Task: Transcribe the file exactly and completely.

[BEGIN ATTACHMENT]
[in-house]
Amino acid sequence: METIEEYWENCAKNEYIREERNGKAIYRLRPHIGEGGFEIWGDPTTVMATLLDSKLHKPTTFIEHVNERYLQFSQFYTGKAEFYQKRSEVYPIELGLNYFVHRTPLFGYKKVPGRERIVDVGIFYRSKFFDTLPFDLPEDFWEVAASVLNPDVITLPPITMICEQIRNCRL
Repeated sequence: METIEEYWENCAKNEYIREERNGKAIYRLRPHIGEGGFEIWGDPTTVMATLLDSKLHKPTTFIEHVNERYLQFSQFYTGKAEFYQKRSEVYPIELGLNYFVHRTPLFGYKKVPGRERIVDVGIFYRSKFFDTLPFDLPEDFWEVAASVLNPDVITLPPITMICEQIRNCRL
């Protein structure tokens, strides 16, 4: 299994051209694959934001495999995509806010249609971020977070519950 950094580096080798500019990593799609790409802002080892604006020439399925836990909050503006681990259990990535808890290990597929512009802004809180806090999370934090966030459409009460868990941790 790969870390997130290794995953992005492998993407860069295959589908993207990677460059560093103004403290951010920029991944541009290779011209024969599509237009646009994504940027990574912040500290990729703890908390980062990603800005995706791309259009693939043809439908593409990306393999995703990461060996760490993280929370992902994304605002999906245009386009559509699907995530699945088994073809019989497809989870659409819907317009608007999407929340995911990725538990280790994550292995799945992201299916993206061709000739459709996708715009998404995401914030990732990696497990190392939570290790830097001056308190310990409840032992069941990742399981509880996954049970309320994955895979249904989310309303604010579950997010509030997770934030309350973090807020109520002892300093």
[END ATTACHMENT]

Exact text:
[in-house]
Amino acid sequence: METIEEYWENCAKNEYIREERNGKAIYRLRPHIGEGGFEIWGDPTTVMATLLDSKLHKPTTFIEHVNERYLQFSQFYTGKAEFYQKRSEVYPIELGLNYFVHRTPLFGYKKVPGRERIVDVGIFYRSKFFDTLPFDLPEDFWEVAASVLNPDVITLPPITMICEQIRNCRL
Repeated sequence: METIEEYWENCAKNEYIREERNGKAIYRLRPHIGEGGFEIWGDPTTVMATLLDSKLHKPTTFIEHVNERYLQFSQFYTGKAEFYQKRSEVYPIELGLNYFVHRTPLFGYKKVPGRERIVDVGIFYRSKFFDTLPFDLPEDFWEVAASVLNPDVITLPPITMICEQIRNCRL
């Protein structure tokens, strides 16, 4: 299994051209694959934001495999995509806010249609971020977070519950 950094580096080798500019990593799609790409802002080892604006020439399925836990909050503006681990259990990535808890290990597929512009802004809180806090999370934090966030459409009460868990941790 790969870390997130290794995953992005492998993407860069295959589908993207990677460059560093103004403290951010920029991944541009290779011209024969599509237009646009994504940027990574912040500290990729703890908390980062990603800005995706791309259009693939043809439908593409990306393999995703990461060996760490993280929370992902994304605002999906245009386009559509699907995530699945088994073809019989497809989870659409819907317009608007999407929340995911990725538990280790994550292995799945992201299916993206061709000739459709996708715009998404995401914030990732990696497990190392939570290790830097001056308190310990409840032992069941990742399981509880996954049970309320994955895979249904989310309303604010579950997010509030997770934030309350973090807020109520002892300093």